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City Products Corp. - Lehman Brothers Collection

City Products Corp.

List of Deals

City Products Corporation was incorporated in Ohio in July 1894 as the Independent Ice Company. In December 1908 it acquired City Ice Delivery Company and assumed that name. In February 1921 the company name changed once again, to City Ice & Fuel Company, and in April 1949 the company became City Products Corporation.

Beginning in the 1930s and for the next several decades, City Products pursued an ambitious acquisitions strategy. By the 1960s the company was broadly diversified, with particular strengths in car icing, vacuum cooling, ice manufacturing and distribution, cold storage warehouses, dairies, breweries, distribution of coal and fuel oil, and the distribution of general merchandise.

City Products began its acquisitions in 1930 by acquiring properties of Owosso Ice and Fuel Company, Consumers Ice Company, Moon Lake Ice Company of Grand Rapids, Michigan, City Ice & Fuel, Seaboard Terminal & Refrigeration Company, and a group of ice manufacturing plants in and around Miami, Florida. In August 1933 City Products acquired control of Detroit City Ice & Fuel Company. In 1934 it created a brewery division by purchasing Wagner Brewing Company of Granite City, Illinois, and in 1935 it acquired a 65 percent interest in American Brewing Company of New Orleans and purchased Pilsener Brewing Company of Cleveland, Ohio.

In June 1940 City Products added the ice, coal, and cold storage business of Polar Service Company of Decatur, Illinois. During the same year it also added twenty-seven ice manufacturing and distribution properties in Florida from the Florida Power & Light Company under a long-term lease.

City Products bought the following companies from Commonwealth Utilities Corporation in December 1941: Arizona Ice & Cold Storage Company, Crystal Ice & Cold Storage Company, Galveston Ice & Cold Storage, National Ice & Service Company, New State Ice Company, and Springfield Ice & Refrigerating Company.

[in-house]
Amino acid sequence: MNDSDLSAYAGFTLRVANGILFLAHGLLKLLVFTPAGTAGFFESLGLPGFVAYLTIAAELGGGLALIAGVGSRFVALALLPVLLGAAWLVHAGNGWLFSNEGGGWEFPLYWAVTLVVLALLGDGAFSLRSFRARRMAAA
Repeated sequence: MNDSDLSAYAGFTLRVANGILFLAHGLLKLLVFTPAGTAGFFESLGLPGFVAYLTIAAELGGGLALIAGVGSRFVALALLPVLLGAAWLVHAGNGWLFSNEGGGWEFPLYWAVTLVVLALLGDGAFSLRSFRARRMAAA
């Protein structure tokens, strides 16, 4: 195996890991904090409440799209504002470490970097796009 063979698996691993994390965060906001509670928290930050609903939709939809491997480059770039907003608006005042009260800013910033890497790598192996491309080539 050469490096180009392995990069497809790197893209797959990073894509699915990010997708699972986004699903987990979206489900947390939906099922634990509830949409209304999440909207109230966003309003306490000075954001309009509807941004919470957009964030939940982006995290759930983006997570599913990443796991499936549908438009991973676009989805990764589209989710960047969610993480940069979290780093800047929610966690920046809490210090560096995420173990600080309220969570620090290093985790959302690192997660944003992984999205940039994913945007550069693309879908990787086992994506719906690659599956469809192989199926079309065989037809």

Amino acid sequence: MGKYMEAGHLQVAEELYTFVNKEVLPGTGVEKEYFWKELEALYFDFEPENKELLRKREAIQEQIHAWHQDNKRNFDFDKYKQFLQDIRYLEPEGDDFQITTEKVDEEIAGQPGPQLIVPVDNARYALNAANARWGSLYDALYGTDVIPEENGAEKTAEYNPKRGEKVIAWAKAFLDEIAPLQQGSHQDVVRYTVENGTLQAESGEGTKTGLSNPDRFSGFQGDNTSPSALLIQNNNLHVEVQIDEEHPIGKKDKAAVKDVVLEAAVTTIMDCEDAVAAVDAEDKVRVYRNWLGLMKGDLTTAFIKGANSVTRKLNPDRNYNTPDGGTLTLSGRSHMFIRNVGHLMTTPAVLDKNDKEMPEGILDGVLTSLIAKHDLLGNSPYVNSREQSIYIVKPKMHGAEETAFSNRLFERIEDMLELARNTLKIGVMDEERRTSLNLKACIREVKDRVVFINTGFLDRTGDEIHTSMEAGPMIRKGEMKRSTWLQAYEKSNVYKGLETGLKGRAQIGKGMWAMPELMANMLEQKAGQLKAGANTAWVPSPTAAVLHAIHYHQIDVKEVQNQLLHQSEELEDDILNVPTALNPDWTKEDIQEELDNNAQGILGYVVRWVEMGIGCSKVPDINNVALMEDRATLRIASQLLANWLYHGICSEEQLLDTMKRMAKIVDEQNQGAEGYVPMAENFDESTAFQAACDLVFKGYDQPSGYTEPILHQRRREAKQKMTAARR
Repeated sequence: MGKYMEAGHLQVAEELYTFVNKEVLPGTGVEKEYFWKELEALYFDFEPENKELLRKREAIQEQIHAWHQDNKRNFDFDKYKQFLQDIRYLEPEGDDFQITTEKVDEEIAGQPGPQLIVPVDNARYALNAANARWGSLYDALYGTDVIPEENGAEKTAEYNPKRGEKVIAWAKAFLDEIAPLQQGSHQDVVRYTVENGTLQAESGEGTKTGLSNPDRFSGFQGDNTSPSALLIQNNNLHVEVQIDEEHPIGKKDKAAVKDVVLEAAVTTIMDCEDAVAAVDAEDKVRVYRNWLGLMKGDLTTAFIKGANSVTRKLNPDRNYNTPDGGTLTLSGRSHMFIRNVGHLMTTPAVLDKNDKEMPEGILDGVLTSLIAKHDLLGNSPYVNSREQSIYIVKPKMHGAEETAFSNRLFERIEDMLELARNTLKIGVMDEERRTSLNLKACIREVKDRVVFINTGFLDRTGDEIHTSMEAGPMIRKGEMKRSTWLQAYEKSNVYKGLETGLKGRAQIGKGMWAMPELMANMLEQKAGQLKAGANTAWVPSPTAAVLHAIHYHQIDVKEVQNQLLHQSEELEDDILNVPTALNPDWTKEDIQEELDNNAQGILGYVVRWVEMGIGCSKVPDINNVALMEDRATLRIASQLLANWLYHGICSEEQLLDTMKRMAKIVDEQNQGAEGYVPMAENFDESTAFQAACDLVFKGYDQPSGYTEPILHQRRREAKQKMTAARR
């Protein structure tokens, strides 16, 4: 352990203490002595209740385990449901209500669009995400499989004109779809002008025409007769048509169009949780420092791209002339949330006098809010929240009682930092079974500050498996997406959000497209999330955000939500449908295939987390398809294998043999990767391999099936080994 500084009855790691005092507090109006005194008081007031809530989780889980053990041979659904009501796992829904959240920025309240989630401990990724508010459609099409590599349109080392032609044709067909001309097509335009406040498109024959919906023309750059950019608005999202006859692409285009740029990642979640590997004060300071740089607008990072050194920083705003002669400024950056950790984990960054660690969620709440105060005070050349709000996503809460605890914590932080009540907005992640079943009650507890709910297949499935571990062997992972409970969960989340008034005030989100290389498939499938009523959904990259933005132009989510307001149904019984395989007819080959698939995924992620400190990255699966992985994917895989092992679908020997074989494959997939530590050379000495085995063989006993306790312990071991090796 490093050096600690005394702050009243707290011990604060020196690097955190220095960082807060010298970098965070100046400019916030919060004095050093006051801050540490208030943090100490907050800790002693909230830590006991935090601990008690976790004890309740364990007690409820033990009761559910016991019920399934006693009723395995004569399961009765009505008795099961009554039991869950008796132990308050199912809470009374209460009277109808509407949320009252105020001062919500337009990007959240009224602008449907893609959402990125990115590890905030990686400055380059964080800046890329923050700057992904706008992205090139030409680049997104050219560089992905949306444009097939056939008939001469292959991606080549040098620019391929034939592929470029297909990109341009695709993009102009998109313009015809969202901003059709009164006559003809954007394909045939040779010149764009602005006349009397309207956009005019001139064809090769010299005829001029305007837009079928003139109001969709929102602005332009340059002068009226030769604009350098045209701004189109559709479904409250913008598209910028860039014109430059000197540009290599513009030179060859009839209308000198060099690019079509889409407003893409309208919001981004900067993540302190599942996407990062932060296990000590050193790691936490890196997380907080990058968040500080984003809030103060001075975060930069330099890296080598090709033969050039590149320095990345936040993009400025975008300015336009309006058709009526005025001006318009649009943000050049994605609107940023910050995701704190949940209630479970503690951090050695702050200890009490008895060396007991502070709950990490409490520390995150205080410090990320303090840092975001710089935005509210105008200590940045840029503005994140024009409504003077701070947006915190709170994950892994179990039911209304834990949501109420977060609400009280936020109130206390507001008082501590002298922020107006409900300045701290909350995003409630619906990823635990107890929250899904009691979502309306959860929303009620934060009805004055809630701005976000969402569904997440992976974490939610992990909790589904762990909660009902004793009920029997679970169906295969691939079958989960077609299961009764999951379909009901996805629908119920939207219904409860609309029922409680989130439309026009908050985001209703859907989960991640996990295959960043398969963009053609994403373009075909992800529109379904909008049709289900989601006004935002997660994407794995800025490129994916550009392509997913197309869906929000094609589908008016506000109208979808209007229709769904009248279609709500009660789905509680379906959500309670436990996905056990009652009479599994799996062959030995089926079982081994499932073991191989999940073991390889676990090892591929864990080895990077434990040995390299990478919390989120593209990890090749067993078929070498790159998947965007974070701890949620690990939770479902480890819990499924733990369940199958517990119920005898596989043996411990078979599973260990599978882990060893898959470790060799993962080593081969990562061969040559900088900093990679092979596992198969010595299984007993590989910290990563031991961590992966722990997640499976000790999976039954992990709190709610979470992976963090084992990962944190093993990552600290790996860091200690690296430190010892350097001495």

It acquired the assets of Midwest Dairy Products Corporation of Du Quoin, Illinois, and Taft Moody Ice Creams of Memphis in 1947 and formed a new wholly owned subsidiary called Midwest Dairy Products Corporation to operate the ice cream and other dairy product businesses they had purchased.

In 1948 City Products purchased the ice business of Consumer Company of Chicago, and in July 1949 it acquired Frank Pilley & Sons, Inc., of Sioux City, Iowa, a manufacturer and processor of dairy and poultry products.

During the 1950s City Products continued with its acquisitions strategy by buying Jersey Gold Creameries of Shreveport, Louisiana, and the dairy business of Cloverleaf Creamery in Texarkana, Texas, both in 1950. In 1952 it purchased Hawthorn Coal Company, Magnolia Ice Cream Company of Jackson, Mississippi, and Franklin Brewing of Columbus, Ohio. In 1954 City Products purchased the twenty-nine Florida ice plants that it had been leasing from Florida Power & Light since 1940. In November 1955 it acquired Goetz Ice Company of Toleson, Arizona, and in 1956 it bought Premier Oil Refining Company of Texas for $3.5 million. At the time, Premier operated refineries at Fort Worth, Longview, and Baird, Texas, and owned a 750-mile pipeline system connecting those refineries with crude oil supplies in East Texas and Ranger fields. It also had a part-ownership in fifty-seven producing wells.

In late 1956 City Products purchased all the ice manufacturing and distribution assets of the Imperial Ice division of California Electric Power. These assets consisted mainly of two large ice-manufacturing plants at Brawley and El Centro, California. Later that year, City Products added some ice manufacturing and storage properties as well as vegetable packing sheds from Shippers Ice Company. Imperial and Shippers were combined into a division to provide refrigerator-car icing services.

In February 1960 City Products purchased Butler Brothers, a general merchandise distributor, for $53 million and assumed their liabilities. In May and October of that same year, it expanded its holdings in this industry by purchasing Bishop & Malco, a Long Beach, California, department store and then added Herst-Allen of Chicago, a supplier to supermarkets and food store chains in the Midwest.

This aggressive acquisitions strategy had a major impact of the financial position of City Products. Sales for the company grew over ten-fold, from $25.6 million in 1940 to $285.5 million in 1961. However, because many of these acquisitions were made with debt or City Product common stock, growth in net income was much less impressive, growing from $2.2 million in 1940 to $4.6 million in 1961.

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